Interference Proceedings

Section 4904 of the Revised Statutes requires that when an application is made for a patent which in the opinion of the Commissioner would interfere with any pending application, or with any unexpired patent, he shall institute proceedings to determine the question of priority of invention. The statute evidently contemplates a single proceeding, resulting in the grant of a patent to the prevailing party, unless such party has already received his patent. It not infrequently happens, however, that when the successful party is about to go out with his patent a stranger to the previous proceedings files an applications, and as the law now stands a second interference is instituted with all its prolixity of procedure, thereby detaining the first applicant for still another period of controversy, and unduly postponing the time when the true inventor shall come into the enjoyment of his rights, and also the time when seventeen years later the public shall be entitled to enter into the unrestricted use and enjoyment of the new art of manufacture. I am sorry to add that it is currently believed that in some cases new parties enter the field no so much to obtain a patent for themselves as to obstruct and postpone the rights of meritorious inventors. In my opinion a law providing that a party prevailing upon the first proceeding shall be permitted to take his patent, and that subsequent applicants shall contest priority with a patentee instead of with an applicant, would be found to constitute a practical remedy for some of the incidental evils of the system as it at present exists.

Refundment of Moneys Paid by Mistake

For many years it has been the practice of the Patent Office to refund moneys paid by actual mistake, such as a payment in excess, or when not required by law, or by neglect or misinformation on the part of the Office. This practice is based upon a rule established by the Commissioner of Patents with the approval of the Secretary of the Interior under authority conferred by section 483 of the Revised Statutes. The amount refunded during the past year was $13,394.45. It is found in practice that the course prescribed by the rule is the only one adapted to the transaction of the business of the Office. The fees paid, although amounting to a considerable sum in the aggregate, consist, for the most part, of very small items. Practically speaking, refundments must be made by the Commissioner of Patents, or not at all, in the great majority of instances. I am satisfied that this course of business in respect of refundments of moneys, which is found to be necessary, should stand upon a more satisfactory basis than an Office rule. I know of no reason why a statute should not be enacted directly authorizing the Commissioner to make refundments out of any money in his hands in all cases where payments have been made by actual mistake, such as payments in excess, or when not required by law, or by neglect or misinformation on the part of the Office. By no possibility could detriment result if such a law were enacted. Under the system of accounts now employed the accounts of the Patent Office are thoroughly examined every month by expert officials of the Treasury Department; and the Commissioner, the Chief Clerk, and the Financial Clerk are all bonded officers.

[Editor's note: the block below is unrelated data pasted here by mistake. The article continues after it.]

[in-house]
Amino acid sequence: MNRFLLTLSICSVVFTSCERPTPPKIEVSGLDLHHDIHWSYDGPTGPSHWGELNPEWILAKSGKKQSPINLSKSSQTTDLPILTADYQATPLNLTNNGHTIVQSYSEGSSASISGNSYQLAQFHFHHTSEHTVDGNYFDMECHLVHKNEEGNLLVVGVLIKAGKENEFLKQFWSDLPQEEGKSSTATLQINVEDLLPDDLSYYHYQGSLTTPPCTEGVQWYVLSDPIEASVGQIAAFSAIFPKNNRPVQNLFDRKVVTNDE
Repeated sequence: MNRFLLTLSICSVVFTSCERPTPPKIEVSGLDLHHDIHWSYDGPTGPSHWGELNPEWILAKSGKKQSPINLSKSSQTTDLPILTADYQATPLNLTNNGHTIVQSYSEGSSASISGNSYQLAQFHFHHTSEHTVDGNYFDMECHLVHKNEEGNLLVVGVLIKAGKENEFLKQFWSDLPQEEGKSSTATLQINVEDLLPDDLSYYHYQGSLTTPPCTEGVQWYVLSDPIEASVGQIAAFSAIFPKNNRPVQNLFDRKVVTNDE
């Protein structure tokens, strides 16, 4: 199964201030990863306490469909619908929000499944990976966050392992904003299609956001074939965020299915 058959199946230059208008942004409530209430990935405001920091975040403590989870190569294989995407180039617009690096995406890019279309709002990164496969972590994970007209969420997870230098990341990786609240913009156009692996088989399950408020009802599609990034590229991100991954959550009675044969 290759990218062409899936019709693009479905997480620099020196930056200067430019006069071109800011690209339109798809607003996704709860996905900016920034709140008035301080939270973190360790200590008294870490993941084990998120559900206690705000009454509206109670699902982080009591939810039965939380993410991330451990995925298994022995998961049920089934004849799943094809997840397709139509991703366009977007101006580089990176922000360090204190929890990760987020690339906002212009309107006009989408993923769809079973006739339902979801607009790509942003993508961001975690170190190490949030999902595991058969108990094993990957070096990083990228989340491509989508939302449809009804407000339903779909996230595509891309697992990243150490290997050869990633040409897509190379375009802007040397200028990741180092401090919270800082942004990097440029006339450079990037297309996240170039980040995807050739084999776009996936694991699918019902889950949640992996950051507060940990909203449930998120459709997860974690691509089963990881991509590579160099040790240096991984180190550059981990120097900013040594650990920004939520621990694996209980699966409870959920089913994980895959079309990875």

The Conference at Madrid

In my last annual report I directed attention to the conference at Madrid of the members of the International Union for the Protection of Industrial Property, then about to be held in April, 1890. It was pointed out that there was reason to believe that the "period of priority" accorded to inventors for "depositing" their inventions or applications in other countries than their own was agreed upon without taking into full consideration the peculiar feature of the American patent system, which requires a careful examination after the application has been filed and before a patent is granted. At the same time I expressed the opinion that the United States should be represented at the conference by delegates learned in matters pertaining to the American law of patents and trademarks, in order that through the efforts of such delegates a change might, if possible, be effected which would make the treaty subserve the needs of American inventors seeking patents in foreign countries. As a means of accomplishing this result it was suggested that Article 4 of the final protocol might ultimately be so amended as to make the seven months' right of priority run from the date of publication of the patent first applied for instead of from the date of the application itself.